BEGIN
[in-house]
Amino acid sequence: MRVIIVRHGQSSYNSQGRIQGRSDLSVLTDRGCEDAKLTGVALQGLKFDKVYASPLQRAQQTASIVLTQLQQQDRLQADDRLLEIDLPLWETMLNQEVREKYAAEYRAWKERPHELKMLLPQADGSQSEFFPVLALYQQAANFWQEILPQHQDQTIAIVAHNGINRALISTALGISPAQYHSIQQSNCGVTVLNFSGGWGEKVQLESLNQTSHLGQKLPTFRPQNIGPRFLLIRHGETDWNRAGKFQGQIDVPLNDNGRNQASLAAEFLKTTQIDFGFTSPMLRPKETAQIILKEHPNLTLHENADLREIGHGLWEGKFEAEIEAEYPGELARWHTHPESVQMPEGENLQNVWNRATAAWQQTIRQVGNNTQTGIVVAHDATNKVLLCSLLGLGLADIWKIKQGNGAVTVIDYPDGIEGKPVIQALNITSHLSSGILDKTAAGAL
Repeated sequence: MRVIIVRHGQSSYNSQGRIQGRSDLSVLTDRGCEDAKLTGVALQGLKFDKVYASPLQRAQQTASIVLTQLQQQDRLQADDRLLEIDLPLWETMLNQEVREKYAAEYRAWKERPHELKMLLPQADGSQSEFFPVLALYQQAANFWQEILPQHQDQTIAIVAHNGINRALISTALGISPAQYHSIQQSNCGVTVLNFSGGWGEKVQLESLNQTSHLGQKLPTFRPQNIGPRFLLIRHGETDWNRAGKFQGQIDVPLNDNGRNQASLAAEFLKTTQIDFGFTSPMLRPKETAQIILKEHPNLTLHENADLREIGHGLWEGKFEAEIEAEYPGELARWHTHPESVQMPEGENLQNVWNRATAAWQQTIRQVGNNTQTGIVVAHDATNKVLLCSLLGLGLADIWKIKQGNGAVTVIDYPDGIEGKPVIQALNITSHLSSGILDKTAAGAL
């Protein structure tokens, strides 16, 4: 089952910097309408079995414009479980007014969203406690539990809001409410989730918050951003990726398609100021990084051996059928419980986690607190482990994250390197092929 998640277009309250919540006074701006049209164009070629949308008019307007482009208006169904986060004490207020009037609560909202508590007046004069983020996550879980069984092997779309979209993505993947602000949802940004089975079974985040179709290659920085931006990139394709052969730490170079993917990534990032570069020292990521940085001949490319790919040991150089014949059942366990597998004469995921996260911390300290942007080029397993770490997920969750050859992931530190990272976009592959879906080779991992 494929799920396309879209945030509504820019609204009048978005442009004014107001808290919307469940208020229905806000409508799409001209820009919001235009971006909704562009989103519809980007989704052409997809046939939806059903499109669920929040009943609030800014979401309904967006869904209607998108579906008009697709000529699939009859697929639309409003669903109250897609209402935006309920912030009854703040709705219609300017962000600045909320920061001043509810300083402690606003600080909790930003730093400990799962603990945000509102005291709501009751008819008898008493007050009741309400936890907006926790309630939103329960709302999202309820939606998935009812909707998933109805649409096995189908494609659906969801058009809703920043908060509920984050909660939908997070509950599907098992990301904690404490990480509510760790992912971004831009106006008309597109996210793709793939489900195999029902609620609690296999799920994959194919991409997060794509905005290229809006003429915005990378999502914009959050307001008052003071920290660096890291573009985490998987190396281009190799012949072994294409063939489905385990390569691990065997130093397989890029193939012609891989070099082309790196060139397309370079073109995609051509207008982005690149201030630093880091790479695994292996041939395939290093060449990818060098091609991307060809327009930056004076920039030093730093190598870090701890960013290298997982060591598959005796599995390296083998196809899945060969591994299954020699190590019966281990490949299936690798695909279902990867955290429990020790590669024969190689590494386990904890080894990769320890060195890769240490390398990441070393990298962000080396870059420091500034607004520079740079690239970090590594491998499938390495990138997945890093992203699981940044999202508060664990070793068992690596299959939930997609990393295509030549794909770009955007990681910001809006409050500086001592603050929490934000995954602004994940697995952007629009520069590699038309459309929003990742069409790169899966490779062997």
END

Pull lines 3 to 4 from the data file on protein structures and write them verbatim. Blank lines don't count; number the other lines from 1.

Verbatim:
Repeated sequence: MRVIIVRHGQSSYNSQGRIQGRSDLSVLTDRGCEDAKLTGVALQGLKFDKVYASPLQRAQQTASIVLTQLQQQDRLQADDRLLEIDLPLWETMLNQEVREKYAAEYRAWKERPHELKMLLPQADGSQSEFFPVLALYQQAANFWQEILPQHQDQTIAIVAHNGINRALISTALGISPAQYHSIQQSNCGVTVLNFSGGWGEKVQLESLNQTSHLGQKLPTFRPQNIGPRFLLIRHGETDWNRAGKFQGQIDVPLNDNGRNQASLAAEFLKTTQIDFGFTSPMLRPKETAQIILKEHPNLTLHENADLREIGHGLWEGKFEAEIEAEYPGELARWHTHPESVQMPEGENLQNVWNRATAAWQQTIRQVGNNTQTGIVVAHDATNKVLLCSLLGLGLADIWKIKQGNGAVTVIDYPDGIEGKPVIQALNITSHLSSGILDKTAAGAL
């Protein structure tokens, strides 16, 4: 089952910097309408079995414009479980007014969203406690539990809001409410989730918050951003990726398609100021990084051996059928419980986690607190482990994250390197092929 998640277009309250919540006074701006049209164009070629949308008019307007482009208006169904986060004490207020009037609560909202508590007046004069983020996550879980069984092997779309979209993505993947602000949802940004089975079974985040179709290659920085931006990139394709052969730490170079993917990534990032570069020292990521940085001949490319790919040991150089014949059942366990597998004469995921996260911390300290942007080029397993770490997920969750050859992931530190990272976009592959879906080779991992 494929799920396309879209945030509504820019609204009048978005442009004014107001808290919307469940208020229905806000409508799409001209820009919001235009971006909704562009989103519809980007989704052409997809046939939806059903499109669920929040009943609030800014979401309904967006869904209607998108579906008009697709000529699939009859697929639309409003669903109250897609209402935006309920912030009854703040709705219609300017962000600045909320920061001043509810300083402690606003600080909790930003730093400990799962603990945000509102005291709501009751008819008898008493007050009741309400936890907006926790309630939103329960709302999202309820939606998935009812909707998933109805649409096995189908494609659906969801058009809703920043908060509920984050909660939908997070509950599907098992990301904690404490990480509510760790992912971004831009106006008309597109996210793709793939489900195999029902609620609690296999799920994959194919991409997060794509905005290229809006003429915005990378999502914009959050307001008052003071920290660096890291573009985490998987190396281009190799012949072994294409063939489905385990390569691990065997130093397989890029193939012609891989070099082309790196060139397309370079073109995609051509207008982005690149201030630093880091790479695994292996041939395939290093060449990818060098091609991307060809327009930056004076920039030093730093190598870090701890960013290298997982060591598959005796599995390296083998196809899945060969591994299954020699190590019966281990490949299936690798695909279902990867955290429990020790590669024969190689590494386990904890080894990769320890060195890769240490390398990441070393990298962000080396870059420091500034607004520079740079690239970090590594491998499938390495990138997945890093992203699981940044999202508060664990070793068992690596299959939930997609990393295509030549794909770009955007990681910001809006409050500086001592603050929490934000995954602004994940697995952007629009520069590699038309459309929003990742069409790169899966490779062997």